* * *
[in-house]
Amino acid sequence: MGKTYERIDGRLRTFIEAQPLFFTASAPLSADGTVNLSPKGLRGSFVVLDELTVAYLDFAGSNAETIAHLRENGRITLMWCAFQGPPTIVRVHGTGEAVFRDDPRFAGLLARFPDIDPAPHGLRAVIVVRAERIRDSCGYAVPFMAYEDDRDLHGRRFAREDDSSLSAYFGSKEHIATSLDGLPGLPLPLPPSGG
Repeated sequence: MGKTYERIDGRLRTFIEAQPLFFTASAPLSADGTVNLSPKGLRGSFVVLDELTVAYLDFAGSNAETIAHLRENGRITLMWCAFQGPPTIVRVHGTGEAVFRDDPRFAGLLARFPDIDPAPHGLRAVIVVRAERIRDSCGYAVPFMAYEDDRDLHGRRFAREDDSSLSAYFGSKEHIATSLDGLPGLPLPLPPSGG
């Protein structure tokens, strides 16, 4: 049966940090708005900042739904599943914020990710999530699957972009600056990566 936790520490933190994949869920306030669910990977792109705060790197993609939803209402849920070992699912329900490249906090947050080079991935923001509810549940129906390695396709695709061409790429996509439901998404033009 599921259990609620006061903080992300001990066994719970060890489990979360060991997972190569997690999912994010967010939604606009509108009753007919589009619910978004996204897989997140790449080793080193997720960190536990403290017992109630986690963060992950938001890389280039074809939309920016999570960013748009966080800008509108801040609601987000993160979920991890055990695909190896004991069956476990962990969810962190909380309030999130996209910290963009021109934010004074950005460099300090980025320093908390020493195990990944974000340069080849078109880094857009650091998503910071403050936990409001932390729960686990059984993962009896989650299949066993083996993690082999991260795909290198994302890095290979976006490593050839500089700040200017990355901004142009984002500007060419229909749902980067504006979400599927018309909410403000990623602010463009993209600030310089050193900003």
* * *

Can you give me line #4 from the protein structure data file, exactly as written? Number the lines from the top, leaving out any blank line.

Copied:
């Protein structure tokens, strides 16, 4: 049966940090708005900042739904599943914020990710999530699957972009600056990566 936790520490933190994949869920306030669910990977792109705060790197993609939803209402849920070992699912329900490249906090947050080079991935923001509810549940129906390695396709695709061409790429996509439901998404033009 599921259990609620006061903080992300001990066994719970060890489990979360060991997972190569997690999912994010967010939604606009509108009753007919589009619910978004996204897989997140790449080793080193997720960190536990403290017992109630986690963060992950938001890389280039074809939309920016999570960013748009966080800008509108801040609601987000993160979920991890055990695909190896004991069956476990962990969810962190909380309030999130996209910290963009021109934010004074950005460099300090980025320093908390020493195990990944974000340069080849078109880094857009650091998503910071403050936990409001932390729960686990059984993962009896989650299949066993083996993690082999991260795909290198994302890095290979976006490593050839500089700040200017990355901004142009984002500007060419229909749902980067504006979400599927018309909410403000990623602010463009993209600030310089050193900003």